NEW YORK, NY.- Gianguan Auctions
is giving international buyers an early opportunity to shop Asia Week by holding their sale on Saturday, March 11 at the gallery, 39 W. 56 Street, New York City. Previews run Friday, March 3 through Friday, March 10. Carved jades and historic scroll paintings take the podium in a display of exceptional properties that include Chinese ceramics and jewelry.
Once prized more than gold, silver or bronze, jade has not lost its appeal. Lapidary techniques mastered by Neolithic craftsmen deliver some of the most desirable carved jades in the sale. For example, Lot 123 is a Warring States ritual vessel of polished dark brown jade with variegated hues. Modeled after a bronze pan, the exterior of this shallow water dish is incised with dragon patterns. Its rarity warrants a starting bid of $12,000. Meanwhile, Lot 124 is a flanged jade disc of the Dawenkou culture once used as a symbol of heaven and power. It is valued at upwards of $10,000.
Personal items and jade jewelry kick off the auction. GIA certified properties include, Lot 7 an elegant, cylindrical jadeite bangle of translucent green with vivid emerald streaks. It is valued at $20,000. Lot 8, a handsome jadeite and diamond ladies ring, is set to go off at $12,000. Lot 9, a jadeite bamboo pendant with an auspicious silver squirrel atop, will fetch about $5,000.
Carved in concert with their natural form, small jade sculptures and touchstones resonate with creativity and skill. Lot 20, white with green inclusions, shows the three generals from Romance of The Three Kingdoms holding court. Lot 23 is a yellow jade pen-lick carved with two wreathing dragons chasing pearl. The bidding on each begins at $2,000.
Also notable, Lot 159, a lavender agate carving, depicts a dragon emerging from a cresting wave set within the water chamber of a carved seashell. Bidding on the small but intricate carving starts at $6,000.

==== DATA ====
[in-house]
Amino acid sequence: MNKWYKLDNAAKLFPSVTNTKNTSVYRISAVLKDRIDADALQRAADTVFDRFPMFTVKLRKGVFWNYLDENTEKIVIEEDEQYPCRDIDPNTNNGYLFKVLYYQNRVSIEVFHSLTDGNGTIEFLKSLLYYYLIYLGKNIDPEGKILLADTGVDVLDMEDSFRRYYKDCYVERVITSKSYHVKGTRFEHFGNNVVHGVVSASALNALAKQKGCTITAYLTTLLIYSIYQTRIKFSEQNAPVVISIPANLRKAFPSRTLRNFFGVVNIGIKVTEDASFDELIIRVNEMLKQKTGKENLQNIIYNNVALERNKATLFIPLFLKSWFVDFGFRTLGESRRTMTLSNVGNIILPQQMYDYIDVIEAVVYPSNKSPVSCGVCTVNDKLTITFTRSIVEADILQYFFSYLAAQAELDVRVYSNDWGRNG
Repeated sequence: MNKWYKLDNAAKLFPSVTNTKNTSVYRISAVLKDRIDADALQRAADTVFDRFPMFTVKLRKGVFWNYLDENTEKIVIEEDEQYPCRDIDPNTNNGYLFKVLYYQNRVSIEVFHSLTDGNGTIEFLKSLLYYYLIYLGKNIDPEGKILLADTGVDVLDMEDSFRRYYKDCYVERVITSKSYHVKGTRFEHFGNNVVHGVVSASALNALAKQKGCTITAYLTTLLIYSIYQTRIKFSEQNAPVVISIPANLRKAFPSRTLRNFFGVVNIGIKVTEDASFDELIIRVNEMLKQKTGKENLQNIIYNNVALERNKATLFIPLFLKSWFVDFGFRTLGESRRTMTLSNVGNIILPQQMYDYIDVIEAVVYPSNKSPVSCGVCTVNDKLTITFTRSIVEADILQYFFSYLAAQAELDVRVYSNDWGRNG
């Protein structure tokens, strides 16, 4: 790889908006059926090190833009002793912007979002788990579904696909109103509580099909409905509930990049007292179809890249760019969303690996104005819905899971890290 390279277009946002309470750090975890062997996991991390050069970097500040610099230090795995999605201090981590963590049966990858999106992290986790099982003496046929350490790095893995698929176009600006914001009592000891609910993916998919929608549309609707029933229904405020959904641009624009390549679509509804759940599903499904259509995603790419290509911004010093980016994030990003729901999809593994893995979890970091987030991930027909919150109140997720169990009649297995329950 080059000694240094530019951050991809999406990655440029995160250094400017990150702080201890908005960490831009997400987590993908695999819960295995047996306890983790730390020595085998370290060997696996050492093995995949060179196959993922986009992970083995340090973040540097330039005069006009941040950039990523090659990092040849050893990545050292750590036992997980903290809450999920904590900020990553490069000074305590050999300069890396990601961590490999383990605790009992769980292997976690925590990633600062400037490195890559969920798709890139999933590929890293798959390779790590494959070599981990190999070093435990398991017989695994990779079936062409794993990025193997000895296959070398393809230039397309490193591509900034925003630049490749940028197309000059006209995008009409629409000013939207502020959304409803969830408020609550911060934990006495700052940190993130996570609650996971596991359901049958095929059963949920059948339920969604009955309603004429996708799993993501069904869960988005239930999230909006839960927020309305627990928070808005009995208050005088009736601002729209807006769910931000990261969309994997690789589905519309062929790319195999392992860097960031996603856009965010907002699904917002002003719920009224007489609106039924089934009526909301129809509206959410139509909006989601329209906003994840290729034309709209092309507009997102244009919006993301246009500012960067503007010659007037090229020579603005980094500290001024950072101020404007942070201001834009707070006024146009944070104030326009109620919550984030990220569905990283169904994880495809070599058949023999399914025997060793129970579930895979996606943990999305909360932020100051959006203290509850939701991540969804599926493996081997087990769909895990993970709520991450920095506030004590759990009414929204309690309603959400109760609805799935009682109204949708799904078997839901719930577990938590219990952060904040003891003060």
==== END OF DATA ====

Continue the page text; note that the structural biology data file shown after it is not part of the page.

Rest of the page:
Cinnabar, often called Chinese lacquer, makes an appearance at Lot 160 in the form of a sixteen-lobed box with cover. Reminiscent of examples now on display at the Metropolitan Museum of Art, the box is carved with pigmented dragons that gambol amidst clouds. Of the Qing period, it is expected to go off at upwards of $8,000.
The catalog cover lot is a magnificent painting, Gathering Beneath the Sycamore Tree, by Qiu Ying (1495-1552). It is painted in the gongbi (realistic) style and evokes a slice of life among women of the Ming court who have gathered in a garden for tea. The portrayal is colorful, detailed, and a joy to view. It also surfaces, in the vapid expressions of the beauties faces, the inherent submissiveness in the role of women of the time. Signed Qiu Ying, with one artist seal, seven emperors seals, six collectors seals and colophon by Gao Shiqi, Lot 72 is estimated at $1.3M.
Leading the landscapes is Visiting Friends, by Tang Yin (1470-1523), the painter and poet, one of the Four Masters of the Ming Dynasty. Set against a mountain range, this monochromatic ink-on-paper offers viewers a peek into a humble, rural house occupied by a solitary soul who is about to receive the guest entering the gate. It is Lot 103, inscribed and signed Tang Yin with two artist seals, twelve collectors seals and six emperors seals. Colophons are by Pan Zhengwei, Liang Shizheng and Qian Chenqun. It will bring upwards of $500,000.
Twentieth century artists taking their turn at the podium include Zhang Daqian, represented by no less than nine works. At the high end, Lot 141 Tibetan Girl with Mastiff, dated 1945, is a full length portrait of a woman in a red coat leading her dog. It is signed with two artist seals, and expected to bring $150,000. Lot 139 is Lotus in the Wind, 1946, a more abstract work with bold dark splashes and strategically placed color is inscribed, signed, and has three artist seals. The bidding starts at $46,000.
Works by Li Keran range in value from $10,000 to $60,000. The Qi Baishi collection has estimates of $40,000$60,000. Through out the collection of scrolls are landscapes, calligraphy, animals, and Buddhist paintings.